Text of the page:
Please feel free to comment with your inputs to improve this concept further :-

Screenshot- webpage http://www.swipely.com

e-promotion by ICICI Bank against Phishing mails !!


Kindly make a note of Phishing mails that can hack into your precious bank / Monetary accounts & fetch-out free money.

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I myself had received such mailers from IDBI Bank asking for personal banking details. On the follow-up with Bank’s Top  officials over mail, it was found that the respective hacking bug was blocked & de-activated.

Here are a few Forensic Triggers mention in the web-poster of ICICI Bank, which is pretty much enlightening.

  • The email ID domain might appear to be Bank name / familiar company / friend’s ID.
  • On moving  the cursor onto the sender’s address, it would reveal mis-matching characters in the URL.
  • The padlock (Security protection) icon would be missing.
  • Generally, mailer will mention the urgent step-by-step action required in order to avoid shut-down of account.
  • It will ask for secret information like user ID, passwords, PINs, CVV number, Credit/Debit Card number, vbyv passcode details, etc.

    Money going e-line

    Phishing Mail

 
 
  Dear Customer, You must have heard of ‘Phishing’ ! It is a trap laid by fraudsters through e-mail. If you reply to the e-mail, you might be ‘phished’ of your confidential banking/credit-card details and end up losing your hard-earned money.

The way to protect yourself against phishing is to identify a phishing e-mail. If you suspect an e-mail to be a phishing attempt, forward it to antiphishing@icicibank.com, and delete from your mailbox. Do not respond to such mails.

 
     
 
 
 
For more details on Phishing, please click here.
 
  Sincerely,
ICICI Bank Ltd.
   
 
epromotion against PHISHING by icici Bank

p.s. – Original structure is modified as to suit the formatting.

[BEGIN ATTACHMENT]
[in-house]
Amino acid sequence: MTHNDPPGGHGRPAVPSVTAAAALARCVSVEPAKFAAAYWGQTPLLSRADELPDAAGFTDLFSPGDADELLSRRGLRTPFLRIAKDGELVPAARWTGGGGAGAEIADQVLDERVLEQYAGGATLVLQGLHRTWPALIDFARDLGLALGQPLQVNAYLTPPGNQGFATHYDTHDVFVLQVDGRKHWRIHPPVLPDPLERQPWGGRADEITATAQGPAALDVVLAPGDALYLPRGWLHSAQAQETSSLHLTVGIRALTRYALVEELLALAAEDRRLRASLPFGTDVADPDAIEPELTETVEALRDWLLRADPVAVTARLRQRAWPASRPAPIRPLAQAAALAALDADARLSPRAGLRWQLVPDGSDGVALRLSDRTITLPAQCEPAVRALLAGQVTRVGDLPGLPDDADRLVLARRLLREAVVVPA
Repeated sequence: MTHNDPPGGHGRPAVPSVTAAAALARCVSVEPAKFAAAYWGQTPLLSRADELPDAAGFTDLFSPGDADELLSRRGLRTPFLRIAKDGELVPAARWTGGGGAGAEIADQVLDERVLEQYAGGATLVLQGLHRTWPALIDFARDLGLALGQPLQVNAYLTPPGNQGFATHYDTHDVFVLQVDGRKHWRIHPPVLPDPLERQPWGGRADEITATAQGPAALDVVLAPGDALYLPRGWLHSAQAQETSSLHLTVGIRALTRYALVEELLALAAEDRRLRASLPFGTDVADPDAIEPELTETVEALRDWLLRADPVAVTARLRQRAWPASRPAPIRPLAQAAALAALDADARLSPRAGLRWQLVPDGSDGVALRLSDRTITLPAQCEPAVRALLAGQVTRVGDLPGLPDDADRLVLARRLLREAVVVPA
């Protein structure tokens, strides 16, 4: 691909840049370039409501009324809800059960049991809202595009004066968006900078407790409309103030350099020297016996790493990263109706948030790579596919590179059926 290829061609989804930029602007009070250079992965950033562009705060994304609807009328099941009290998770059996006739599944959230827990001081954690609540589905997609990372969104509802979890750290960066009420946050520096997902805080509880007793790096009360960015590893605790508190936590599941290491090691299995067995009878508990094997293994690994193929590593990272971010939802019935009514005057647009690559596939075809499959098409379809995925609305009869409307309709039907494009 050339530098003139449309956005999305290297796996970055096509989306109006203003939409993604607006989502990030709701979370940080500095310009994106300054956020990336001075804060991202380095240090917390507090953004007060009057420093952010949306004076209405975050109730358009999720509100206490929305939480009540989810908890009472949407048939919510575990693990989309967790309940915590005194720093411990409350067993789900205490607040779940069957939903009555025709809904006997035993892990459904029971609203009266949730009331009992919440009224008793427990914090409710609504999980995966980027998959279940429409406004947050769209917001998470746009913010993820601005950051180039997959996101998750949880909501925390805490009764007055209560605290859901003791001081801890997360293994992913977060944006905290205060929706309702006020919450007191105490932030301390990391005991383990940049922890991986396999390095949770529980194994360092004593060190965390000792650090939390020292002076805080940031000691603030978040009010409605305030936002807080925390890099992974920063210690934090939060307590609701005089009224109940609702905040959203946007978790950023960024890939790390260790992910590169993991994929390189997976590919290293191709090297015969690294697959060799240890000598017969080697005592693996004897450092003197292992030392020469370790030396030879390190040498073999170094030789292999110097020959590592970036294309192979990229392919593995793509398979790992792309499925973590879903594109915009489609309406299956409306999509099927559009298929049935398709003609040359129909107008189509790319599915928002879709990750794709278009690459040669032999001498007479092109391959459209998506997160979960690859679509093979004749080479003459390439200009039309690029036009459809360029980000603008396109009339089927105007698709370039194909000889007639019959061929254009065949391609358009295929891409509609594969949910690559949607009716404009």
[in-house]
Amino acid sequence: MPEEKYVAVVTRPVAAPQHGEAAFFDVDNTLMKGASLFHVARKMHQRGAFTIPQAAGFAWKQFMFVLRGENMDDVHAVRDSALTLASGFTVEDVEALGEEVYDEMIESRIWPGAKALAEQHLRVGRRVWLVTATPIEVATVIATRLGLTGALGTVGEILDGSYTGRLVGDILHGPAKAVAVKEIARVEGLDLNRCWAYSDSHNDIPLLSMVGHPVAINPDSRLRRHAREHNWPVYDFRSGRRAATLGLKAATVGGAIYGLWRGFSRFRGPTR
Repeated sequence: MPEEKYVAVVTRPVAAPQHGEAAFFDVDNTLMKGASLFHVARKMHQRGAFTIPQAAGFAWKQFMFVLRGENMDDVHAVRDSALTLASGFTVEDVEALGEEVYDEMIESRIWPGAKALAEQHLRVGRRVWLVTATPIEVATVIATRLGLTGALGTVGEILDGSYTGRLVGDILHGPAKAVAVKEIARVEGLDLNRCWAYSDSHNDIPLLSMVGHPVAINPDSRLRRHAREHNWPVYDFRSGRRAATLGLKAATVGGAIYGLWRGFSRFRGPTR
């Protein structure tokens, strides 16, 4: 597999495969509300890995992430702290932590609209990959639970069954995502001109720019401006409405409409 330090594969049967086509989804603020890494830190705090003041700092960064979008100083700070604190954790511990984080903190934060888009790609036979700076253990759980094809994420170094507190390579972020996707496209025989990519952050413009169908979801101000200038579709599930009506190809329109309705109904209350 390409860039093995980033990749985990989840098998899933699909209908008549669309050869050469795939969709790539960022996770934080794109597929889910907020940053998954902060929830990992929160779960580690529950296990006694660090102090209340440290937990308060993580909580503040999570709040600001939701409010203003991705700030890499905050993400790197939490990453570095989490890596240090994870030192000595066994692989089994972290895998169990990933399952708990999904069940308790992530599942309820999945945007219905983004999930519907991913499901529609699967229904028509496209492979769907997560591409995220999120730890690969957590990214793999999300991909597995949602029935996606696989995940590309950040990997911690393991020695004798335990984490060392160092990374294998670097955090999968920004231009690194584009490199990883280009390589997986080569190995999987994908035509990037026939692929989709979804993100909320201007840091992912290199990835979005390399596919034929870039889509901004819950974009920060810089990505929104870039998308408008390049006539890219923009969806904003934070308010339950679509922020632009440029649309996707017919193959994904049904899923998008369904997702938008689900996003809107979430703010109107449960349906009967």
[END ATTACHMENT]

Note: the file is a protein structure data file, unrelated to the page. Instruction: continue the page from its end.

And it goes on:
Chinese national held in credit card fraud


CHENNAI: The police on Wednesday arrested a Singapore-based Chinese national for using a fake credit card to buy gold jewels from a shop in Purasawalkam.

According to the police, T Tan Koh Yu (28) was nabbed from a mansion in Vepery and four fake credit cards and two mobile phones recovered. Inquiries revealed that he had bought the fake cards from a person in Singapore.

Chinese national held in credit card fraud

Chinese national held in credit card fraud

On Wednesday, the police said, Tan went to a shop in Purasawalkam, ordered a jewel and paid with a Bangladeshi credit card. When the card was rejected for insufficient funds, officials at the private bank that issued the card contacted the person whose name was on it. The latter said he indeed possessed the card and that he had never been to Chennai. The officials then realised the card had been cloned and informed the police. The latter registered a case, conducted investigations and nabbed the Chinese national. He was later remanded in judicial custody.

The police, meanwhile, have suggested to shop-keepers in the city ways to avoid falling prey to such fraudsters. “Whenever, purchases exceed a certain limit, customers can be asked to produce another document as proof of identity. The cashiers in the counters should check the identity of the person as well as their signature,” city police commissioner T Rajendran said.

“We have come to know that most of the fake credit cards seized in recent days have been bought in Malaysia and brought here through ‘kuruvis’ (couriers). The kingpin could be operating from Malaysia where the fake credit cards are being cloned,” a senior police officer.